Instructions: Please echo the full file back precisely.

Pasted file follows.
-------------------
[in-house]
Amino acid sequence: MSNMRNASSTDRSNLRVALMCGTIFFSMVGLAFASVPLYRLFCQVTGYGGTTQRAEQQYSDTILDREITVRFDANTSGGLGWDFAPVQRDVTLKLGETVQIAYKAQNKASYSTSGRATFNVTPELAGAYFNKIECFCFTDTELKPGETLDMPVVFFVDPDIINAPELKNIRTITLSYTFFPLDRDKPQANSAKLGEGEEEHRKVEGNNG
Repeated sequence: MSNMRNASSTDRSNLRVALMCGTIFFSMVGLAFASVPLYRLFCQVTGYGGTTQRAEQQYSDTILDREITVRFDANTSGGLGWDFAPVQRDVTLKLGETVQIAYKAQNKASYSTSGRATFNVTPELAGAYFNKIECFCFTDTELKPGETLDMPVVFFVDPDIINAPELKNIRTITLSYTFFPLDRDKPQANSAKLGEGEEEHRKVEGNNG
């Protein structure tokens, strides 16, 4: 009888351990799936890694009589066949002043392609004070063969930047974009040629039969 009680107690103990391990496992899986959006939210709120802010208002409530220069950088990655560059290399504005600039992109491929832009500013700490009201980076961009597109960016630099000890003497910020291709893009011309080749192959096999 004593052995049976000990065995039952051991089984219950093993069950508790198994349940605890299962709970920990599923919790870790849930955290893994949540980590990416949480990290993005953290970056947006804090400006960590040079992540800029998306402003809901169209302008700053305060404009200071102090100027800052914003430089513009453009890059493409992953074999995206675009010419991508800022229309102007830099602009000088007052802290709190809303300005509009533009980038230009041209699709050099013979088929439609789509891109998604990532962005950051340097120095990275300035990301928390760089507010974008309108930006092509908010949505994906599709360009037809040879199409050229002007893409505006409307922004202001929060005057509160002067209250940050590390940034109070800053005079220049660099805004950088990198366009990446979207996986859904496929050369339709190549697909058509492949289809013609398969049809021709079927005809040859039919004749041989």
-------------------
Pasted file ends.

[in-house]
Amino acid sequence: MSNMRNASSTDRSNLRVALMCGTIFFSMVGLAFASVPLYRLFCQVTGYGGTTQRAEQQYSDTILDREITVRFDANTSGGLGWDFAPVQRDVTLKLGETVQIAYKAQNKASYSTSGRATFNVTPELAGAYFNKIECFCFTDTELKPGETLDMPVVFFVDPDIINAPELKNIRTITLSYTFFPLDRDKPQANSAKLGEGEEEHRKVEGNNG
Repeated sequence: MSNMRNASSTDRSNLRVALMCGTIFFSMVGLAFASVPLYRLFCQVTGYGGTTQRAEQQYSDTILDREITVRFDANTSGGLGWDFAPVQRDVTLKLGETVQIAYKAQNKASYSTSGRATFNVTPELAGAYFNKIECFCFTDTELKPGETLDMPVVFFVDPDIINAPELKNIRTITLSYTFFPLDRDKPQANSAKLGEGEEEHRKVEGNNG
């Protein structure tokens, strides 16, 4: 009888351990799936890694009589066949002043392609004070063969930047974009040629039969 009680107690103990391990496992899986959006939210709120802010208002409530220069950088990655560059290399504005600039992109491929832009500013700490009201980076961009597109960016630099000890003497910020291709893009011309080749192959096999 004593052995049976000990065995039952051991089984219950093993069950508790198994349940605890299962709970920990599923919790870790849930955290893994949540980590990416949480990290993005953290970056947006804090400006960590040079992540800029998306402003809901169209302008700053305060404009200071102090100027800052914003430089513009453009890059493409992953074999995206675009010419991508800022229309102007830099602009000088007052802290709190809303300005509009533009980038230009041209699709050099013979088929439609789509891109998604990532962005950051340097120095990275300035990301928390760089507010974008309108930006092509908010949505994906599709360009037809040879199409050229002007893409505006409307922004202001929060005057509160002067209250940050590390940034109070800053005079220049660099805004950088990198366009990446979207996986859904496929050369339709190549697909058509492949289809013609398969049809021709079927005809040859039919004749041989």